Sleep problems

04/04/2003 - Questions and Answers

Sleep problems

By: Mark Castleden



I have a problem falling asleep at night, and I wake up during the night. Can you help me?


First let us talk about sleep requirements. It is a common myth, expounded by many so-called experts, that people require 6-8 hours sleep every day. It is implied that this must be at night. However there are many variants on this general recommendation and some people need far less sleep, and some more. It is no good people saying "Well, I used to sleep 8 hours per night solidly without waking when I was a child, but now I cannot", because obviously circumstances, and our body physiology , change with the years.

You have had a long-term problem and it may be that you are one of these people who just require less sleep than others. Another cause may be that that some people sleep at different times of the day, i.e. after lunch or in front of the television in the evening, and then when they go to bed they are not sleepy, or only sleep for short periods. This is because the body cannot use more sleep than it needs per 24 hours, and if you sleep in the day you generally will not sleep at night. Finally there are of course certain conditions which are associated with early morning wakening, such as depression or pain.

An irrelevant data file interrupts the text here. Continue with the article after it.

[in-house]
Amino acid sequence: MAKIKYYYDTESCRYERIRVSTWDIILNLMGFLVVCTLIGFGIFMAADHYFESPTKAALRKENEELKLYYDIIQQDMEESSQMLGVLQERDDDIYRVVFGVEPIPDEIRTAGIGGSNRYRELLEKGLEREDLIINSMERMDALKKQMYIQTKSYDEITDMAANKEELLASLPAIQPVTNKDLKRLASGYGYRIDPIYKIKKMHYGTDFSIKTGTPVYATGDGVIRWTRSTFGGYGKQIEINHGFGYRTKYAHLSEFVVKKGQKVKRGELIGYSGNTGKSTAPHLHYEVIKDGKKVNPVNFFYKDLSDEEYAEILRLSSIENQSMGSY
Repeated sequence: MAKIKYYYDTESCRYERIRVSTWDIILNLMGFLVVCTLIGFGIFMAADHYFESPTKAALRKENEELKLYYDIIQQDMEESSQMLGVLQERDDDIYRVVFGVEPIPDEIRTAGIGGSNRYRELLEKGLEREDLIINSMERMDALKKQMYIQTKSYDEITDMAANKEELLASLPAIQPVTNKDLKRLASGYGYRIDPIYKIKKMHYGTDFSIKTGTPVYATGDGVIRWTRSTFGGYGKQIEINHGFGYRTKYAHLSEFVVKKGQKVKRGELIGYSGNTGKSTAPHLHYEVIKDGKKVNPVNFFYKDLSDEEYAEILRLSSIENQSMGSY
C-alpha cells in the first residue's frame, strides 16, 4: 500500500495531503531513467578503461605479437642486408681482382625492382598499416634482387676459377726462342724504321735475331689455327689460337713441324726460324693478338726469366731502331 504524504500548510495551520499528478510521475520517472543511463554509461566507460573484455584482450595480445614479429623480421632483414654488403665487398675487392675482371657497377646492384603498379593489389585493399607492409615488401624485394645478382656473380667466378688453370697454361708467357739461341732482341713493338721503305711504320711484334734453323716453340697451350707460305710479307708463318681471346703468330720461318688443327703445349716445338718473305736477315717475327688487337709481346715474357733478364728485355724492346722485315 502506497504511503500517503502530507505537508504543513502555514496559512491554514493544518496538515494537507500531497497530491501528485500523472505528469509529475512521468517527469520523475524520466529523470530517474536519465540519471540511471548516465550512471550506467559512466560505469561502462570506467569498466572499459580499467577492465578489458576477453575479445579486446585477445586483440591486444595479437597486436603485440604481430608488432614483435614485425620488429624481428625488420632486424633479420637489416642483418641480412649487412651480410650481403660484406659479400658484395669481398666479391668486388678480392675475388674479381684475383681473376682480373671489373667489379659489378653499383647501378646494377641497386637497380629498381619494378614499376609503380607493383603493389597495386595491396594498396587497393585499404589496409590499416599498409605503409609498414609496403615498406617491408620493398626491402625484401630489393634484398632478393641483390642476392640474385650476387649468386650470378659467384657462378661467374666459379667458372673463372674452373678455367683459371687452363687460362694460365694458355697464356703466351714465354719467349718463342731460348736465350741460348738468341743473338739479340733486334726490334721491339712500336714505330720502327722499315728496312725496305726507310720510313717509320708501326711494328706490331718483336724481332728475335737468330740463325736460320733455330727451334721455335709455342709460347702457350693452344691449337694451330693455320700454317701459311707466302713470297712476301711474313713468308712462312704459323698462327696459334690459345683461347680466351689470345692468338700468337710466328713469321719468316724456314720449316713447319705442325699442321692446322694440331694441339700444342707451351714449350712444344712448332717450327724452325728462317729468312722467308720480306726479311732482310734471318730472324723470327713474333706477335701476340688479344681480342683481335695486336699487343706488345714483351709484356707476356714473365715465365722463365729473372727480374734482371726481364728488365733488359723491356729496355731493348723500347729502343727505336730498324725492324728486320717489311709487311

If you are simply one of these people who do not require much sleep, the solution might be a good book! We would suggest that you need first of all to make sure that you are not sleeping at any time in the day except when you go to bed at night. Secondly, you should go to bed in a restful state and not in an excited one. Often this means not watching television in bed, but perhaps reading would be allowed. Try to take a reasonable amount of exercise during the day, but this does not mean training to be an athlete. A healthy amount of exercise would be a swim, a walk, or a cycle. Make sure the room is dark, warm and comfortable. For a few nights, keep a sleep diary and document the time that you are awake as well as the time that you are asleep. This must be accurate and honest so that you can count up the number of minutes that you actually slept during the night. Frequently people who complain of insomnia do in fact sleep quite well, but they are awake from time to time and these periods can seem very long. Finally, have you tried practising relaxation techniques, which you may find helpful, and also to have a tape of relaxation music in the room.

The worst thing about not being able to sleep is worrying about not being able to sleep. Some people would be very happy not to require so long in bed and asleep, and perhaps you should look at it as a blessing rather than a defect.


Created on: 05/31/2000
Reviewed on: 04/04/2003

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